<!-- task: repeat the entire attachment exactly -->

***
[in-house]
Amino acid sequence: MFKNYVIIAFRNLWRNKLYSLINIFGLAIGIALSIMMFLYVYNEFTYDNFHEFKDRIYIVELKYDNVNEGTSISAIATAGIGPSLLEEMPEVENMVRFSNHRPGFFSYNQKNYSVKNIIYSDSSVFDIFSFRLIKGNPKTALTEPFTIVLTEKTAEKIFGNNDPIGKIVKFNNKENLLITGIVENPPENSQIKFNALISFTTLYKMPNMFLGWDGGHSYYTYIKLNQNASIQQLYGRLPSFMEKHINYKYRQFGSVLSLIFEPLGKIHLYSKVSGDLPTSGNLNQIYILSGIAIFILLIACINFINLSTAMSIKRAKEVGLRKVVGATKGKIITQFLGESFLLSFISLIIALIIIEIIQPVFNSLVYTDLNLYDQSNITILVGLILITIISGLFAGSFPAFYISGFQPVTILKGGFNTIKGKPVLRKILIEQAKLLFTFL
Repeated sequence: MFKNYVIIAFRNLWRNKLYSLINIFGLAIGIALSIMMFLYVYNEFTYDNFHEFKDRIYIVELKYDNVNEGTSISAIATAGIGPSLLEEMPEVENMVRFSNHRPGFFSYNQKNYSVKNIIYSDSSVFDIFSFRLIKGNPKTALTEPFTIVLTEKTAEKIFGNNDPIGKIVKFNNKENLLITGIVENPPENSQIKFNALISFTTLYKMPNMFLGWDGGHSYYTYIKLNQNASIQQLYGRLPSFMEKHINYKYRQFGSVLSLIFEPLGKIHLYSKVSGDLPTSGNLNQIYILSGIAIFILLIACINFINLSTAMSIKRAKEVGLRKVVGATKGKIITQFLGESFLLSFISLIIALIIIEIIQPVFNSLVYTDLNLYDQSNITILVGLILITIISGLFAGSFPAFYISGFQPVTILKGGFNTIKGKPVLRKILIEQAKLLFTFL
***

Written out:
[in-house]
Amino acid sequence: MFKNYVIIAFRNLWRNKLYSLINIFGLAIGIALSIMMFLYVYNEFTYDNFHEFKDRIYIVELKYDNVNEGTSISAIATAGIGPSLLEEMPEVENMVRFSNHRPGFFSYNQKNYSVKNIIYSDSSVFDIFSFRLIKGNPKTALTEPFTIVLTEKTAEKIFGNNDPIGKIVKFNNKENLLITGIVENPPENSQIKFNALISFTTLYKMPNMFLGWDGGHSYYTYIKLNQNASIQQLYGRLPSFMEKHINYKYRQFGSVLSLIFEPLGKIHLYSKVSGDLPTSGNLNQIYILSGIAIFILLIACINFINLSTAMSIKRAKEVGLRKVVGATKGKIITQFLGESFLLSFISLIIALIIIEIIQPVFNSLVYTDLNLYDQSNITILVGLILITIISGLFAGSFPAFYISGFQPVTILKGGFNTIKGKPVLRKILIEQAKLLFTFL
Repeated sequence: MFKNYVIIAFRNLWRNKLYSLINIFGLAIGIALSIMMFLYVYNEFTYDNFHEFKDRIYIVELKYDNVNEGTSISAIATAGIGPSLLEEMPEVENMVRFSNHRPGFFSYNQKNYSVKNIIYSDSSVFDIFSFRLIKGNPKTALTEPFTIVLTEKTAEKIFGNNDPIGKIVKFNNKENLLITGIVENPPENSQIKFNALISFTTLYKMPNMFLGWDGGHSYYTYIKLNQNASIQQLYGRLPSFMEKHINYKYRQFGSVLSLIFEPLGKIHLYSKVSGDLPTSGNLNQIYILSGIAIFILLIACINFINLSTAMSIKRAKEVGLRKVVGATKGKIITQFLGESFLLSFISLIIALIIIEIIQPVFNSLVYTDLNLYDQSNITILVGLILITIISGLFAGSFPAFYISGFQPVTILKGGFNTIKGKPVLRKILIEQAKLLFTFL